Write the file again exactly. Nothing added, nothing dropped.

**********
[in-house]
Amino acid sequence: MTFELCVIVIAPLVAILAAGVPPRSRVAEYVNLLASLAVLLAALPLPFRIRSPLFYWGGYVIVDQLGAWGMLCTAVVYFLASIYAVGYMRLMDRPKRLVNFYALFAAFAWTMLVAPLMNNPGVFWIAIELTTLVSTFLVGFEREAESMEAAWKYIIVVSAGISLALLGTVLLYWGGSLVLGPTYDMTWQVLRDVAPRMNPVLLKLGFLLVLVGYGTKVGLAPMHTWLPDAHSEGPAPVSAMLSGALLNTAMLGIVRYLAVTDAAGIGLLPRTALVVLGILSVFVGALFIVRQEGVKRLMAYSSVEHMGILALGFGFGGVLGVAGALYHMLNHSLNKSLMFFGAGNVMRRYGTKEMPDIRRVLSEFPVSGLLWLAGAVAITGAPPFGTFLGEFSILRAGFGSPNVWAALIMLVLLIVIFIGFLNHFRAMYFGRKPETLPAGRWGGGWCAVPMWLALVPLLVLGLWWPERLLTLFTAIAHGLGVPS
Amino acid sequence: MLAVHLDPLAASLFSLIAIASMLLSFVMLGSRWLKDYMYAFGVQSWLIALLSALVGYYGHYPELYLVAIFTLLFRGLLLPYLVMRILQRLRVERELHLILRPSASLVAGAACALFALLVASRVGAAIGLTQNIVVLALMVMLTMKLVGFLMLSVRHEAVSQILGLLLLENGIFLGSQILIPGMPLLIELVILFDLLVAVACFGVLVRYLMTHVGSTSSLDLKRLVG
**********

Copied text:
[in-house]
Amino acid sequence: MTFELCVIVIAPLVAILAAGVPPRSRVAEYVNLLASLAVLLAALPLPFRIRSPLFYWGGYVIVDQLGAWGMLCTAVVYFLASIYAVGYMRLMDRPKRLVNFYALFAAFAWTMLVAPLMNNPGVFWIAIELTTLVSTFLVGFEREAESMEAAWKYIIVVSAGISLALLGTVLLYWGGSLVLGPTYDMTWQVLRDVAPRMNPVLLKLGFLLVLVGYGTKVGLAPMHTWLPDAHSEGPAPVSAMLSGALLNTAMLGIVRYLAVTDAAGIGLLPRTALVVLGILSVFVGALFIVRQEGVKRLMAYSSVEHMGILALGFGFGGVLGVAGALYHMLNHSLNKSLMFFGAGNVMRRYGTKEMPDIRRVLSEFPVSGLLWLAGAVAITGAPPFGTFLGEFSILRAGFGSPNVWAALIMLVLLIVIFIGFLNHFRAMYFGRKPETLPAGRWGGGWCAVPMWLALVPLLVLGLWWPERLLTLFTAIAHGLGVPS
Amino acid sequence: MLAVHLDPLAASLFSLIAIASMLLSFVMLGSRWLKDYMYAFGVQSWLIALLSALVGYYGHYPELYLVAIFTLLFRGLLLPYLVMRILQRLRVERELHLILRPSASLVAGAACALFALLVASRVGAAIGLTQNIVVLALMVMLTMKLVGFLMLSVRHEAVSQILGLLLLENGIFLGSQILIPGMPLLIELVILFDLLVAVACFGVLVRYLMTHVGSTSSLDLKRLVG